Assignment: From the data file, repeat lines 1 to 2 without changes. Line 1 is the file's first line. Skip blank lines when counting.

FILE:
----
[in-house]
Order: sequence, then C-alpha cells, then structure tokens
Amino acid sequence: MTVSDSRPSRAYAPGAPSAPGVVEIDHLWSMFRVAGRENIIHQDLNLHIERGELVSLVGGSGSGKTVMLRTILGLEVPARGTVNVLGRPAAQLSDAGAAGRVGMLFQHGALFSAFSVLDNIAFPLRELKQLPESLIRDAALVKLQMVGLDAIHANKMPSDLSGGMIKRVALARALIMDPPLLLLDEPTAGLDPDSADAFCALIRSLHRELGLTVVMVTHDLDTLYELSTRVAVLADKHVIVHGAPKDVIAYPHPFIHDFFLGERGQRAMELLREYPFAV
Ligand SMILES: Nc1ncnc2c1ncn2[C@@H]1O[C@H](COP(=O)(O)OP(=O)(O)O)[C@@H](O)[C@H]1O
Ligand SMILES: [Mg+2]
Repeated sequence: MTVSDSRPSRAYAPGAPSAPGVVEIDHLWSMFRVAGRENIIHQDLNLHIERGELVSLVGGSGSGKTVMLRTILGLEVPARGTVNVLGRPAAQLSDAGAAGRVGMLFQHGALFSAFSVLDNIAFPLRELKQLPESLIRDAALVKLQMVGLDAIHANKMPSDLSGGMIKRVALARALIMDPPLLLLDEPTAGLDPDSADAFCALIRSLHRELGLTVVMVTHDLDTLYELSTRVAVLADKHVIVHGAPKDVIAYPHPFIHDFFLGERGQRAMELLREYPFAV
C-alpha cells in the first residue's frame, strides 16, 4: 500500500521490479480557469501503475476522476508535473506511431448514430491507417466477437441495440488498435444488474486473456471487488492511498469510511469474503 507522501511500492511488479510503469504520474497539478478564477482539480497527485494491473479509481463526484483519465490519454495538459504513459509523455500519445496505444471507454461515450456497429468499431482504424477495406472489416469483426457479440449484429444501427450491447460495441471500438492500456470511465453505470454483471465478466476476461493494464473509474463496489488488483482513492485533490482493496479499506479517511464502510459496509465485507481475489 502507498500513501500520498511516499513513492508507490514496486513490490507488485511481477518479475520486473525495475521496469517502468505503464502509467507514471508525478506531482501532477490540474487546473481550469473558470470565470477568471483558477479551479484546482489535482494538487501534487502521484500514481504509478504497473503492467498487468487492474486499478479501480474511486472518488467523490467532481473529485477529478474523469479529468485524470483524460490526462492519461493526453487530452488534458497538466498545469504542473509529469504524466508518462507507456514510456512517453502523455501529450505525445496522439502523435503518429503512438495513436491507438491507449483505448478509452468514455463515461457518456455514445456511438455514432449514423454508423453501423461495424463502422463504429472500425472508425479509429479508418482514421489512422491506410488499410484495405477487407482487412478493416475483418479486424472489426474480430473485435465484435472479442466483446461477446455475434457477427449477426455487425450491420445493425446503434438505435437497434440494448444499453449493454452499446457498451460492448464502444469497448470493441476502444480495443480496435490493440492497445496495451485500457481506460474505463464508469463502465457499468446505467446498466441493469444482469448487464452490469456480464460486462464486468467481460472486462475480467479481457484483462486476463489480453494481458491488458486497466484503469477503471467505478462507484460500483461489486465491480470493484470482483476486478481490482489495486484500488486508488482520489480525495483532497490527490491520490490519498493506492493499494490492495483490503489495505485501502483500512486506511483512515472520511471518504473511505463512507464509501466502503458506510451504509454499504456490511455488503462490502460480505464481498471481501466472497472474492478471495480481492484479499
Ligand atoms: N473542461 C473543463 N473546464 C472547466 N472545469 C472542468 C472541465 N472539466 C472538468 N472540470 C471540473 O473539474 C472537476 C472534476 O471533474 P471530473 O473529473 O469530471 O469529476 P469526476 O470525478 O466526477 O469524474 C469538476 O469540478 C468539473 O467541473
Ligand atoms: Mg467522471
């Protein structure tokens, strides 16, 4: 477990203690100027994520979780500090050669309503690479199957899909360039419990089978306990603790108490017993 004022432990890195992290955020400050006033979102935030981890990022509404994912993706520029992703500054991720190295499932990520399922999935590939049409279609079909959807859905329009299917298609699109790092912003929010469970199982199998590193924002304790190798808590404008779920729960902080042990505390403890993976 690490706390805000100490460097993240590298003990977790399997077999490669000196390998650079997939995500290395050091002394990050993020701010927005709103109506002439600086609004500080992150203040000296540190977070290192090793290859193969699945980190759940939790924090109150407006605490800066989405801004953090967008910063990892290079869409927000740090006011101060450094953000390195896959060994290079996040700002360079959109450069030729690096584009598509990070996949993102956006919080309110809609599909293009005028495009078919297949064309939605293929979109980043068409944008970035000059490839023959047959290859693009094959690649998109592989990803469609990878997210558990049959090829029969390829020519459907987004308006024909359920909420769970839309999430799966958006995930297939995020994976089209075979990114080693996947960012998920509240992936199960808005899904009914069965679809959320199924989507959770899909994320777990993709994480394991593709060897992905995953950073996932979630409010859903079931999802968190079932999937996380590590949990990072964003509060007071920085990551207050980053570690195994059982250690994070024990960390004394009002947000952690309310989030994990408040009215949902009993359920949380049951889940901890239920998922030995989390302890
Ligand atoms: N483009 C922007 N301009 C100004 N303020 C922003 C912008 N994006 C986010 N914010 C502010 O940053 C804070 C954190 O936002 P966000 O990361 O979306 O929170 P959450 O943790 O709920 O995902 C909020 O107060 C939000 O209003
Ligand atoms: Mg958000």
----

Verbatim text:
[in-house]
Order: sequence, then C-alpha cells, then structure tokens